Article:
08-08-2013, 08:52 PM
      #7
    Weanling
    He is being disrespectful and you need gain his respect. He should not be allowed to walk away from you or get ahead of you when you are with him. Regardless of the reason he kicked out you need to learn to be safe around him and he needs to learn to respect you. Horses are big they can kill you by playing with you like one of the herd. I suggest finding a trainer to help you see where he is disrespectful and help you nip it in the bud. Or look for a trainer to follow and learn from them, Clinton Anderson, Chris Cox, Julie Goodnight to name a few.
    As he starts feeling better he will start to get more disrespectful, and the more he gets away with the wrong behavior the worse he will get. You have to be his leader, and get him to respect you. You don't say if you had lead rope and halter on or if you were just hanging out. Keep a halter and lead rope on him when your with him always and keep two eyes on you, when you walk with him walk at his shoulder and keep your elbow up so if he shoves into you you can push him away, if goes to go past you you are in a safe spot to turn him in a circle around you. When you turn him loose you walk away from him, do not let him walk away from you. Always keep your safety in mind.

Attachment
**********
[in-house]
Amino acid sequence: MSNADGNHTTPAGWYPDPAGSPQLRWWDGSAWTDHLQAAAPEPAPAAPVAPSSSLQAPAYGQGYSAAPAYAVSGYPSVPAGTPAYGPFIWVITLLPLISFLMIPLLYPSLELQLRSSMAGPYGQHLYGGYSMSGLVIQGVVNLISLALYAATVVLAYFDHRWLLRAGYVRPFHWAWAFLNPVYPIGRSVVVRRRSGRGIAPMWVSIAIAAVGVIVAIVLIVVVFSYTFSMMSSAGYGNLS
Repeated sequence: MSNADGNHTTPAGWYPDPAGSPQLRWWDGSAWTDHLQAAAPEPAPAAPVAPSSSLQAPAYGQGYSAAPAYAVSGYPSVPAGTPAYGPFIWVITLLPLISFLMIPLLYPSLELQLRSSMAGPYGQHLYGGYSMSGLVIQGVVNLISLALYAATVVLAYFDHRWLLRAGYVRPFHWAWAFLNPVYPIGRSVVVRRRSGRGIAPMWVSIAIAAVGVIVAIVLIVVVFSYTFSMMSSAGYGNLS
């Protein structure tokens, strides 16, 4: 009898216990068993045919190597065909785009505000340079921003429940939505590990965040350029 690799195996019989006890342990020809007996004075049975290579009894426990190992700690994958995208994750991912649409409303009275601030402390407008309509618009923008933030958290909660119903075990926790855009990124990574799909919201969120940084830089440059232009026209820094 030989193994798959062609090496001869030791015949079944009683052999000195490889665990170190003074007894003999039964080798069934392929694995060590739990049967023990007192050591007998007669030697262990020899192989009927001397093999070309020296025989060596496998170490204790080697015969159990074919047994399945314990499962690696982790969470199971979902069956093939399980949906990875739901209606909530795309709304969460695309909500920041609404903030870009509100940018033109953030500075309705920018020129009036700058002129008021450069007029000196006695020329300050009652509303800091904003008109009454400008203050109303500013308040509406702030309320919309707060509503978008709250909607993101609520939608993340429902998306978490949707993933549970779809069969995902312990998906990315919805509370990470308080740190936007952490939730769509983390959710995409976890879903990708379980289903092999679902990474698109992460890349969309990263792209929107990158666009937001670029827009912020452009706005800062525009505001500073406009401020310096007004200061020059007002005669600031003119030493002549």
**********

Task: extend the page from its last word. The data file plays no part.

08-08-2013, 08:54 PM
      #8
    Weanling
    You by all means don't want him playing with you. You don't want him to even think about lifting a foot to kick in your presence, even if other horses are around. If he wouldn't have missed it could've been fatal. I suggest that you read up on groundwork and manners (Clinton Anderson is a good person to look up) because when you are leading a horse you don't want him running ahead of you. If he tries this again, check him back by doing short little jerks on the lead rope to get his attention and if he doesn't listen, stop him and make him back up.
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    Doodlesweaver likes this.
         
        08-08-2013, 09:06 PM
      #9
    Foal
    I do keep a halter on him. And when he did kick, I then went and grabbed his halter and made him follow my lead, I wanted to be sure he knew who was in charge, but I was not sure what all else I should do to display leadership.
         
        08-08-2013, 09:47 PM
      #10
    Yearling
    If any horse in the pasture kicks out at me they get a "come to Jesus meeting". I will use whatever is near by to throw or swing at them (lead ropes, buckets, sticks, etc) and I will make that horse think I'm bringing the wrath of God down on them. Mind you I do NOT abuse the horse but if they do something as dangerous as kicking they will get chased and usually a good smack or two. They aren't in danger but they don't know that lol and its how disrespect is handled in the herd so they understand it. Only ever takes one of these "meetings" to cure that problem. Also remember the lead made will kick them and it will hurt a lot more than a measly human punch or smack of a cotton lead rope (don't swing the metal clip end at them if you can avoid it). Your smaller and weaker but you can't let the horse know it cause one kick leads to more and more.